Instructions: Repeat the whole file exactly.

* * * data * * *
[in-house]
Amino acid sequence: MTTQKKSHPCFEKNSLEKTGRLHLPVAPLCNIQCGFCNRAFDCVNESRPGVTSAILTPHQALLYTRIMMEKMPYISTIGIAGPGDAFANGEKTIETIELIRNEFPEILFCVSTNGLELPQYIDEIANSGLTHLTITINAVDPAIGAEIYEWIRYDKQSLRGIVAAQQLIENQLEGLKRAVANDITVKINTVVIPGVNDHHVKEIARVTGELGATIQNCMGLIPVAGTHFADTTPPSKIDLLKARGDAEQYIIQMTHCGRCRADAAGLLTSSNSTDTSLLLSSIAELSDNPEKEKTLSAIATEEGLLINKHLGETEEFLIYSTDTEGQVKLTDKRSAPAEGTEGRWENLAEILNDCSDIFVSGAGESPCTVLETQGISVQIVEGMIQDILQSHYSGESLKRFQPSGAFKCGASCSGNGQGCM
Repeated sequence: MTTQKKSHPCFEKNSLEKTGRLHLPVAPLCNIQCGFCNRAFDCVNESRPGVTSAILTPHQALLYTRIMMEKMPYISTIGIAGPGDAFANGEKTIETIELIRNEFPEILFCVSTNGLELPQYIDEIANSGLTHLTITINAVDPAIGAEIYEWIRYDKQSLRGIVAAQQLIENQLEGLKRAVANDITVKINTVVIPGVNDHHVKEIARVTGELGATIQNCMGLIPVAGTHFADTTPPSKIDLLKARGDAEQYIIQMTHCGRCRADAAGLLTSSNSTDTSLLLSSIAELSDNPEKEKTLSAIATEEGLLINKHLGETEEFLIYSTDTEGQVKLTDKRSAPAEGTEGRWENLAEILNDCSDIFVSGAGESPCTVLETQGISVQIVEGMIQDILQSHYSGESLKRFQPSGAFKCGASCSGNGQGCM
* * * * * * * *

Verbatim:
[in-house]
Amino acid sequence: MTTQKKSHPCFEKNSLEKTGRLHLPVAPLCNIQCGFCNRAFDCVNESRPGVTSAILTPHQALLYTRIMMEKMPYISTIGIAGPGDAFANGEKTIETIELIRNEFPEILFCVSTNGLELPQYIDEIANSGLTHLTITINAVDPAIGAEIYEWIRYDKQSLRGIVAAQQLIENQLEGLKRAVANDITVKINTVVIPGVNDHHVKEIARVTGELGATIQNCMGLIPVAGTHFADTTPPSKIDLLKARGDAEQYIIQMTHCGRCRADAAGLLTSSNSTDTSLLLSSIAELSDNPEKEKTLSAIATEEGLLINKHLGETEEFLIYSTDTEGQVKLTDKRSAPAEGTEGRWENLAEILNDCSDIFVSGAGESPCTVLETQGISVQIVEGMIQDILQSHYSGESLKRFQPSGAFKCGASCSGNGQGCM
Repeated sequence: MTTQKKSHPCFEKNSLEKTGRLHLPVAPLCNIQCGFCNRAFDCVNESRPGVTSAILTPHQALLYTRIMMEKMPYISTIGIAGPGDAFANGEKTIETIELIRNEFPEILFCVSTNGLELPQYIDEIANSGLTHLTITINAVDPAIGAEIYEWIRYDKQSLRGIVAAQQLIENQLEGLKRAVANDITVKINTVVIPGVNDHHVKEIARVTGELGATIQNCMGLIPVAGTHFADTTPPSKIDLLKARGDAEQYIIQMTHCGRCRADAAGLLTSSNSTDTSLLLSSIAELSDNPEKEKTLSAIATEEGLLINKHLGETEEFLIYSTDTEGQVKLTDKRSAPAEGTEGRWENLAEILNDCSDIFVSGAGESPCTVLETQGISVQIVEGMIQDILQSHYSGESLKRFQPSGAFKCGASCSGNGQGCM